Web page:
Kananaskis logging project approved despite concerns from residents

Click to play video: 'Kananaskis timber harvest going ahead amid logging concerns' Kananaskis timber harvest going ahead amid logging concerns
WATCH: Logging plans near the Highwood River in Kananaskis Country will go ahead, despite concerns by some local residents. Joel Senick explains why they’re worried – Nov 24, 2017

A logging project in Kananaskis Country near the Highwood River is going ahead despite concerns raised by area residents and a town in the region.

Neil Williams, who routinely hikes in Kananaskis Country, told Global News on Friday that a trapper in the area recently received notice indicating that a tree harvest was approved to go ahead near the Highwood Junction on Nov. 18. A provincial official confirmed that 225 hectares were approved for harvest over the next two years.

“We understand logging has a purpose, it does create jobs, but we are somewhat disappointed that they’re still going to go ahead with this area,” Williams said.

“It’s a wild land, and when it’s been harvested and there’s a lot of cutblocks, it’s just not the same.”

READ MORE: David Swann asks NDP government to rethink logging of Alberta’s Highwood Pass

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Williams is the spokesperson for the group “Take a Stand for the Upper Highwood,” which collected roughly 2,000 signatures on a petition calling for the province to halt the harvest. He said one of the main concerns is that the harvest will negatively affect tourism, given that many enjoy hiking in the area.

Downstream in High River there are also concerns about the project. Its mayor sent a letter to the premier asking for the harvest to be put on hold until an environmental assessment could be completed.

Town counc. Bruce Masterman said their main concerns revolve around how water levels and quality in the Highwood River will be affected by the harvest. He said he worries about what may happen if the area receives the type of extreme rain that led to the 2013 floods.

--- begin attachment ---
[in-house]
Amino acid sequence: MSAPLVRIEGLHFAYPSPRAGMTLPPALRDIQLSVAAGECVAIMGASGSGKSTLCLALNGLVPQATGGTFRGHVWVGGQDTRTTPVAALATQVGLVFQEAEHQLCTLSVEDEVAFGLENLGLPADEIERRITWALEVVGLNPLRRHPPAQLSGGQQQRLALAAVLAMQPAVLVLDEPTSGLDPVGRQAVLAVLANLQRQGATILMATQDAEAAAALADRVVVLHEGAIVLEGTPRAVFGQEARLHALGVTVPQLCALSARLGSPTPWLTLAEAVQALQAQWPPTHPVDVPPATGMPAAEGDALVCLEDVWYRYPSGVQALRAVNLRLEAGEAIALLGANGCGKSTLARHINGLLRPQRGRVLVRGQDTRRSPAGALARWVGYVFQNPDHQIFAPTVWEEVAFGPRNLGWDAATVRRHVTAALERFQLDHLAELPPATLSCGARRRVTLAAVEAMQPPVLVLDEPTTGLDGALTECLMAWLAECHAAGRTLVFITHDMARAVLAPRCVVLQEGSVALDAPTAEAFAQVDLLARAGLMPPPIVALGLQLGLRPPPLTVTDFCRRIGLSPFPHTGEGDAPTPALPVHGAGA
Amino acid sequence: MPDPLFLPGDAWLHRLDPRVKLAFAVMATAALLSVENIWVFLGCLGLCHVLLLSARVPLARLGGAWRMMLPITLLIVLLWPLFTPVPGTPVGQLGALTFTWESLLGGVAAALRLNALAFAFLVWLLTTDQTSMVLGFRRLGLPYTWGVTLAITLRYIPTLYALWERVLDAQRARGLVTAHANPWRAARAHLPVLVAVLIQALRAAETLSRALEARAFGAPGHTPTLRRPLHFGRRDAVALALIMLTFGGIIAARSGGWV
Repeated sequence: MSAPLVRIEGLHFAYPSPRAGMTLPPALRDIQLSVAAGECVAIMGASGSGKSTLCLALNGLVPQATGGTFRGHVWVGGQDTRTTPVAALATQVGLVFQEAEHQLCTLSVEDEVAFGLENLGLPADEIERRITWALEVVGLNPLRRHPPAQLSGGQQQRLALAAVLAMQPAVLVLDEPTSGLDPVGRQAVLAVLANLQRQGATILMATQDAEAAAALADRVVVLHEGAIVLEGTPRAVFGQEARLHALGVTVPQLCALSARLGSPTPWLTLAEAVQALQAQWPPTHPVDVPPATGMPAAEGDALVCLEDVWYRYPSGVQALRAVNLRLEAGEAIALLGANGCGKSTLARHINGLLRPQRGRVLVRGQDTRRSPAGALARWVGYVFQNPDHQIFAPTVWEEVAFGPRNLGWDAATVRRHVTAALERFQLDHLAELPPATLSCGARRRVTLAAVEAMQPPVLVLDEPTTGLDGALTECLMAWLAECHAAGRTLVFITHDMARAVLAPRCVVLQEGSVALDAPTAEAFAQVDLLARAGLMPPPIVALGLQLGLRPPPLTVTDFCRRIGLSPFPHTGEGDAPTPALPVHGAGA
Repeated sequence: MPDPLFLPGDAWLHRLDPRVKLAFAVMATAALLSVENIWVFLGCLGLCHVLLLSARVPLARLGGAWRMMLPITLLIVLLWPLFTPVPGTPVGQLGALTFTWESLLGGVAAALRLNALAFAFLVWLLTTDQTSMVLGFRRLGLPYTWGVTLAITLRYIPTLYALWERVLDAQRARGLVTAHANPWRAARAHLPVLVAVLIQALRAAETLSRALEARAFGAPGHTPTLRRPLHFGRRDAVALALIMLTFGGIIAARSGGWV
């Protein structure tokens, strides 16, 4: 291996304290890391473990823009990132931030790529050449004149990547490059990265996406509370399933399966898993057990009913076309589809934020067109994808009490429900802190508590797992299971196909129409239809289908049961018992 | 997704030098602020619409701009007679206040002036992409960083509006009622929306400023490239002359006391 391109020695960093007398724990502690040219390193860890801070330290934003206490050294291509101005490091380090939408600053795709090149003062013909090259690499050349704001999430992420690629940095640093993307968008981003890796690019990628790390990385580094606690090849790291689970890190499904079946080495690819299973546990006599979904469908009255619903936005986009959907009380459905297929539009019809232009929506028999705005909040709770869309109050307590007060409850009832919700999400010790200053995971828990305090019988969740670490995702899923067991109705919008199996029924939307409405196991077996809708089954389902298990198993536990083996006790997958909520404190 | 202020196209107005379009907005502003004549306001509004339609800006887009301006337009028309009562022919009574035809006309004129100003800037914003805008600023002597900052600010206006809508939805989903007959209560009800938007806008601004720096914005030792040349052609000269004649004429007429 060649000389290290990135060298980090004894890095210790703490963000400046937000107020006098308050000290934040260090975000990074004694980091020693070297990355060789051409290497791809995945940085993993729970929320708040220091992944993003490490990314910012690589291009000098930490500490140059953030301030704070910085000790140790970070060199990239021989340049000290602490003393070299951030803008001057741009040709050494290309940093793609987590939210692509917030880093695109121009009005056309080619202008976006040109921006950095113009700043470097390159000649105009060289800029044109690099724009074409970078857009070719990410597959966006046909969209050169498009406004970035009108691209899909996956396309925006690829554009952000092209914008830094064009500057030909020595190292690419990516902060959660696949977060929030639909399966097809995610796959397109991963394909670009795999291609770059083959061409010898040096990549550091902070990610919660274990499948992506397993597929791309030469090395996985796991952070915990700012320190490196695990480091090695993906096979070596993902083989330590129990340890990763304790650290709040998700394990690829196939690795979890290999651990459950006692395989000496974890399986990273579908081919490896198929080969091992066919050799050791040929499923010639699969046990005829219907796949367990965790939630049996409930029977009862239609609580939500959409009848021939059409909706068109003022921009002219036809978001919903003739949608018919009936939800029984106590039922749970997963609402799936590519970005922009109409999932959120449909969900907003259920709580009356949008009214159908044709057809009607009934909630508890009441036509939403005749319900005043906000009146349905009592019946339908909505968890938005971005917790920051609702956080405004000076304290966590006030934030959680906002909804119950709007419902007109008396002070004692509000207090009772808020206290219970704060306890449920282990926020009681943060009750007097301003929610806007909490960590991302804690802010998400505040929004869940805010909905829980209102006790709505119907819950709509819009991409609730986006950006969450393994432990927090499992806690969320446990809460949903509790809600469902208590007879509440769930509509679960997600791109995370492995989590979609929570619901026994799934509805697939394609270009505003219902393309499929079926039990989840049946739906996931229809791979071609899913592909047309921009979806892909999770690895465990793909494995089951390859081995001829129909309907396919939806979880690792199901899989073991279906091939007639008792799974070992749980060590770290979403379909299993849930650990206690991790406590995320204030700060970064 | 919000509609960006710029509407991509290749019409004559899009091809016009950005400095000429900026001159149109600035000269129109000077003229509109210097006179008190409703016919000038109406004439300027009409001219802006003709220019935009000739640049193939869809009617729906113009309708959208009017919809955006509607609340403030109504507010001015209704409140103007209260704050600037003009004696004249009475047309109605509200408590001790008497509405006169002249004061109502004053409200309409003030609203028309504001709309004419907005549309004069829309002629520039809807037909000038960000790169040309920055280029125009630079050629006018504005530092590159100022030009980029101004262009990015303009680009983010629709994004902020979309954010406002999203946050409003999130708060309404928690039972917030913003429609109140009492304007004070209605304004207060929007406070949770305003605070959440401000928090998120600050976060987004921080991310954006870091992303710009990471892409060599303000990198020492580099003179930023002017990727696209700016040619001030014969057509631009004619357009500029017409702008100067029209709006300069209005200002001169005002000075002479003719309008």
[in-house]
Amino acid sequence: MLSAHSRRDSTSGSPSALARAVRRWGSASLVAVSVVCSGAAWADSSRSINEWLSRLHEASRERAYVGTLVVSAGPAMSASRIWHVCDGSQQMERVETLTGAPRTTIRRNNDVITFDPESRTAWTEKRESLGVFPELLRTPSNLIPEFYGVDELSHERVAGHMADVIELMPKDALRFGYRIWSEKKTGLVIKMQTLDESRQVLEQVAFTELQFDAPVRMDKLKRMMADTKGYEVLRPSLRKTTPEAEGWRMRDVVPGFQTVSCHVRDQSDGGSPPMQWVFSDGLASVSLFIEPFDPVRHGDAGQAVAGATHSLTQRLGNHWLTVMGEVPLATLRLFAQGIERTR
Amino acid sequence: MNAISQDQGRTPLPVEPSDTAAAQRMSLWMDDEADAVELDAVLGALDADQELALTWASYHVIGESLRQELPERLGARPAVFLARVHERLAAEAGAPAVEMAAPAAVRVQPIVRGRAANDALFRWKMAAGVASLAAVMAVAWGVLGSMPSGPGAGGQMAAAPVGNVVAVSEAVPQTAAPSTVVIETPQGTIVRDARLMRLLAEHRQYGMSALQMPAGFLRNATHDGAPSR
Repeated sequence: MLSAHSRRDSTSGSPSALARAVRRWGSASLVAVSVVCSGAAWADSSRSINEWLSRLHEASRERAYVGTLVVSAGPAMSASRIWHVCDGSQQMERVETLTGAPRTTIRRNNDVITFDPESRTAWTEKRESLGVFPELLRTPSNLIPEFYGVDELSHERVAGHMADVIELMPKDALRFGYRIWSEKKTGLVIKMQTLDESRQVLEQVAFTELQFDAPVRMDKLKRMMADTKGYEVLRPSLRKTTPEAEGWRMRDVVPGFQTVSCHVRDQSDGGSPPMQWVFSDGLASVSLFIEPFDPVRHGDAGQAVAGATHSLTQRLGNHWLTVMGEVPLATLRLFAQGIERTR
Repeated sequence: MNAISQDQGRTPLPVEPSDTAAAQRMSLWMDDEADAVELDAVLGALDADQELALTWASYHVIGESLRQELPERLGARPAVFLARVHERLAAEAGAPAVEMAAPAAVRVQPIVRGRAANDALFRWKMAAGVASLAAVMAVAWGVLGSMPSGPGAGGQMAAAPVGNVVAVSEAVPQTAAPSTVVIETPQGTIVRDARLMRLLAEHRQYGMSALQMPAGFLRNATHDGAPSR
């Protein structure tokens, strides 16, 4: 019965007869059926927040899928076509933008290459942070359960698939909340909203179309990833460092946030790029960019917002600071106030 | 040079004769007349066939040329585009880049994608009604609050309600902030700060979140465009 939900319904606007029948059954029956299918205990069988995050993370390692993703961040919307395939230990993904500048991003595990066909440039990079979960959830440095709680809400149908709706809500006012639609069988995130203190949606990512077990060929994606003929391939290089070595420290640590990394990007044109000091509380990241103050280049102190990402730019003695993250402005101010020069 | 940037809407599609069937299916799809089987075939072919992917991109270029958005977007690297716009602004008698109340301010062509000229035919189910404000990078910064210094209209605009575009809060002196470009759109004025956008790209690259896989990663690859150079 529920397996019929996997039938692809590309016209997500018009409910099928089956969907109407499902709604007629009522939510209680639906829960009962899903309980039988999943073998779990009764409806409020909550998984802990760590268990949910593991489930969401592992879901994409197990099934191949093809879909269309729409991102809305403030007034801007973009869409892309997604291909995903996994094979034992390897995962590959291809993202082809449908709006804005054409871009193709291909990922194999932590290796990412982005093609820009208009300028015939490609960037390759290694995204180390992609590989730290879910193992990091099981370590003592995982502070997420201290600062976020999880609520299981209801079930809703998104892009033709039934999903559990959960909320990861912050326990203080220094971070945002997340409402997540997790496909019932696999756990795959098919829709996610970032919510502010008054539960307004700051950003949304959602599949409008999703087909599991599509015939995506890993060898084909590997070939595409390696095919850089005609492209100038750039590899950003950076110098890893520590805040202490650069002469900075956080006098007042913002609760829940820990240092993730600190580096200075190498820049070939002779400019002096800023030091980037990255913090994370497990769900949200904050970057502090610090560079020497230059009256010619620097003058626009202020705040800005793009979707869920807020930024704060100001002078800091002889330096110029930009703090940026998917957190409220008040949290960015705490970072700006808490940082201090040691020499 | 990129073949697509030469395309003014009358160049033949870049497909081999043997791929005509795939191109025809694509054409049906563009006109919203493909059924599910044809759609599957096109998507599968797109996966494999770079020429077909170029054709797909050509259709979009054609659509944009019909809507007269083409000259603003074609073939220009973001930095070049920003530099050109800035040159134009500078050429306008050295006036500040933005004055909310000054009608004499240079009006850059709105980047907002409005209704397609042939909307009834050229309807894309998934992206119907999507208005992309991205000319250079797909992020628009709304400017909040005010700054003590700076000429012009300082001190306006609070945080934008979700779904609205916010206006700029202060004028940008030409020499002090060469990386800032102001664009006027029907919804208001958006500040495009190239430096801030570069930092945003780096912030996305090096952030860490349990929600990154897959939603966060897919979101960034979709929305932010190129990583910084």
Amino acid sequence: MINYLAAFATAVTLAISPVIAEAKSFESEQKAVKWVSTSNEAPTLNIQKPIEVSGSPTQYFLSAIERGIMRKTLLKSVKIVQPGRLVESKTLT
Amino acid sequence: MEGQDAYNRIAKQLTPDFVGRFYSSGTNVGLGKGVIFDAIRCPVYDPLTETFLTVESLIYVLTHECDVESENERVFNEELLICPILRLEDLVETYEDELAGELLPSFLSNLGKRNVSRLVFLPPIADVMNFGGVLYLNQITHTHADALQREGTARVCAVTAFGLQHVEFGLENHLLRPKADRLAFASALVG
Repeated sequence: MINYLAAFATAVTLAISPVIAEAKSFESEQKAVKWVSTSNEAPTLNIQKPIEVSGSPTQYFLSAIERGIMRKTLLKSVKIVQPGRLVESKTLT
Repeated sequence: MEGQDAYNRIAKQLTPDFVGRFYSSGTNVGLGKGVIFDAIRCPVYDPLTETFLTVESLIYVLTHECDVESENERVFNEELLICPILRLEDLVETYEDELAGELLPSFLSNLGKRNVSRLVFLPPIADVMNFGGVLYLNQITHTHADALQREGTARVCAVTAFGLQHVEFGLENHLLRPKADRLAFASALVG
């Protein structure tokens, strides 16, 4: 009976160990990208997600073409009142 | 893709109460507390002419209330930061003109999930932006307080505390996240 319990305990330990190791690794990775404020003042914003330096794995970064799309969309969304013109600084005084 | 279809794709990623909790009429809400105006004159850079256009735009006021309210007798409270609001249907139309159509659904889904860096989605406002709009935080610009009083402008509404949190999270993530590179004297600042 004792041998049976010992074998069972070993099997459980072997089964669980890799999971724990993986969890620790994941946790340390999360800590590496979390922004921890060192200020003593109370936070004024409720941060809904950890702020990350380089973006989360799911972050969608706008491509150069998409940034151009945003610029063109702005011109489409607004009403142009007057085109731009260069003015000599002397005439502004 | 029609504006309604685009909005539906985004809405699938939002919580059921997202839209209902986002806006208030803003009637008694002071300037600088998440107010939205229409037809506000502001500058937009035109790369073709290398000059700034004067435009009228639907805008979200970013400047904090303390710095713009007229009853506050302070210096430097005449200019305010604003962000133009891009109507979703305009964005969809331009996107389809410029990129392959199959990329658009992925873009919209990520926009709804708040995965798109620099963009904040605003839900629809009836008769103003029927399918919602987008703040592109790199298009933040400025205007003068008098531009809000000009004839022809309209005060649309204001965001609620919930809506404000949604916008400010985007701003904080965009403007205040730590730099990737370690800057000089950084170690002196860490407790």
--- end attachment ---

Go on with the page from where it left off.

“We want assurance from the provincial government, whose job it is to ensure downstream communities are protected from things like this,” Masterman said.

“Every tree you cut down, it takes away that tree that’s going to hold moisture in the spring and hold the snow pack.”

READ MORE: By the numbers: 2013 Alberta floods

In a statement, Alberta’s Agriculture and Forestry Minister said “experts worked hard with the company to address all issues raised by Albertans on the matter and the company has agreed to leave more trees than required, to realign the roads, to increase the buffer and to modify cutblocks to minimize visual disruptions.”

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“Our staff will continue to closely monitor these operations to make sure that the high standards set by the government are adhered to by the company,” the statement reads.

The province also completed a watershed assessment in the area, according to the statement.

Both Masterman and Williams said they hope it’s not too late to have a discussion about the project with the provincial government, despite its approval.

Global News was unable to reach the logging company Balcaen Consolidated Contracting for comment.

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